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Taxation on feminine products sparks body positivity movement

Kuang+Yang+%28left%29+and+Michelle+Chee+%28right%29+from+ASSC+take+petitions+to+stop+tax+on+feminine+hygiene+products+in+the+Fireside+Dining+Room+on+Wednesday%2C+March+16%2C+2016.+
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Taxation on feminine products sparks body positivity movement

Kuang Yang (left) and Michelle Chee (right) from ASSC take petitions to stop tax on feminine hygiene products in the Fireside Dining Room on Wednesday, March 16, 2016.

Kuang Yang (left) and Michelle Chee (right) from ASSC take petitions to stop tax on feminine hygiene products in the Fireside Dining Room on Wednesday, March 16, 2016.

Andrew Avilla/The Skyline View

Kuang Yang (left) and Michelle Chee (right) from ASSC take petitions to stop tax on feminine hygiene products in the Fireside Dining Room on Wednesday, March 16, 2016.

Andrew Avilla/The Skyline View

Andrew Avilla/The Skyline View

Kuang Yang (left) and Michelle Chee (right) from ASSC take petitions to stop tax on feminine hygiene products in the Fireside Dining Room on Wednesday, March 16, 2016.

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In lieu of Women’s History Month, Associated Students of Skyline College (ASSC) organized a body positivity event in the dining room on Wednesday, March 16. The event promoted support for the petition proposed by Jennifer Weiss-Wolf and Cosmopolitan Magazine entitled “No Tax On Tampons: Stop Taxing Our Periods! Period.”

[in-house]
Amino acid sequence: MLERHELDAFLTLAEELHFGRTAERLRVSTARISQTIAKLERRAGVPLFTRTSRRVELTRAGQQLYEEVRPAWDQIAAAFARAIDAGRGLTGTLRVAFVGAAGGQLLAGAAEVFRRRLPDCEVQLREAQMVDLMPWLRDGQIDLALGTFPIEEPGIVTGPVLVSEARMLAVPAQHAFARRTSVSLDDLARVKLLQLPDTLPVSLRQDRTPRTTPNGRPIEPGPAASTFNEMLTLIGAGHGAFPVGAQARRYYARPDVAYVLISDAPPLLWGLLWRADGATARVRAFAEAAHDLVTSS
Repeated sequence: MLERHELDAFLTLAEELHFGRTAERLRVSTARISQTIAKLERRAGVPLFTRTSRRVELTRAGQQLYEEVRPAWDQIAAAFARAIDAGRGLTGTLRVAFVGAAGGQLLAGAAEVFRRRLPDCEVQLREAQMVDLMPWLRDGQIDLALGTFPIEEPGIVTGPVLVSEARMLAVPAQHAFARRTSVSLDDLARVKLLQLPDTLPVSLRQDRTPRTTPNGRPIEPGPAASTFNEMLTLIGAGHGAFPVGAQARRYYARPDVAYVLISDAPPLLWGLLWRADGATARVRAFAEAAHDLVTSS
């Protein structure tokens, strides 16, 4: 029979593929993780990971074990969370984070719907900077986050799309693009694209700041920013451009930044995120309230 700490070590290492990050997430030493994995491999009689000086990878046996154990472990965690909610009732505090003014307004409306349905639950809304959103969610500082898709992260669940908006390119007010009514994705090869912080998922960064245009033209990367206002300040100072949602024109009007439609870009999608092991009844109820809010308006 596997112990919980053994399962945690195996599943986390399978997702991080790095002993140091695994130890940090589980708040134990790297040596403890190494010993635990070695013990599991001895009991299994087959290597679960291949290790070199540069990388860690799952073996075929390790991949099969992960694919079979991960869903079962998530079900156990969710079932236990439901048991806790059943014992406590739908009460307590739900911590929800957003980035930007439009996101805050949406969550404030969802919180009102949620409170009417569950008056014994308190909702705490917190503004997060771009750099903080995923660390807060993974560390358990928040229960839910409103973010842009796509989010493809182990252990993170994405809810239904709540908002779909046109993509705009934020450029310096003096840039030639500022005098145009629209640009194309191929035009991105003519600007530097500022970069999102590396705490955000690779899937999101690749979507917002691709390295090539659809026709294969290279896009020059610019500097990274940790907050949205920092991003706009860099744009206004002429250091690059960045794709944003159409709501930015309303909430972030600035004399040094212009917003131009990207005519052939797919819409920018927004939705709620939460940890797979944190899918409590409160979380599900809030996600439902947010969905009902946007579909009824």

For years, tampons and pads have been considered luxury products, thus requiring added tax. This petition works to end taxation on such products in the state of California. Tying into the theme of taxing periods, the club promoted body positivity in efforts to urge women to be proud of their bodies and natural functions.

During the event, students were able to get involved and help eliminate these taxes by signing the petition. In exchange, those who petitioned were offered care packages that included chocolate, tea and tampons, buttons with feminist statements such as “100 percent boy tears” and “pizza rolls not gender roles,” and postcards with the slogan, “uteruses before duderuses.”

“It’s kind of a health issue,” Mechanical Engineering major David Del Castillo Schmidhuber said. “What if you have someone that can’t afford [feminine products]? Then they’re more susceptible to infections.”

Del Castillo Schmidhuber was one of the many Skyline students who signed the petition to end the tax on pads and tampons.

“In my opinion, certain things should be free,” Del Castillo Schmidhuber said. “For example, pads should be free, kind of like giving out condoms.”

While some students saw the taxation as a health issue, others saw it as an attack on women’s bodies.

“They’re considered a luxury item,” Emily Colby, former president of the Model UN Club said. “We both know that they are not a luxury.”

Periods happen and it was important for the ASSC to emphasize that women are essentially being taxed for being women. ASSC urged people to be body positive, informing women and its petitioners that working to end the taxation helps the world work to move away from gender injustice.

 

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Taxation on feminine products sparks body positivity movement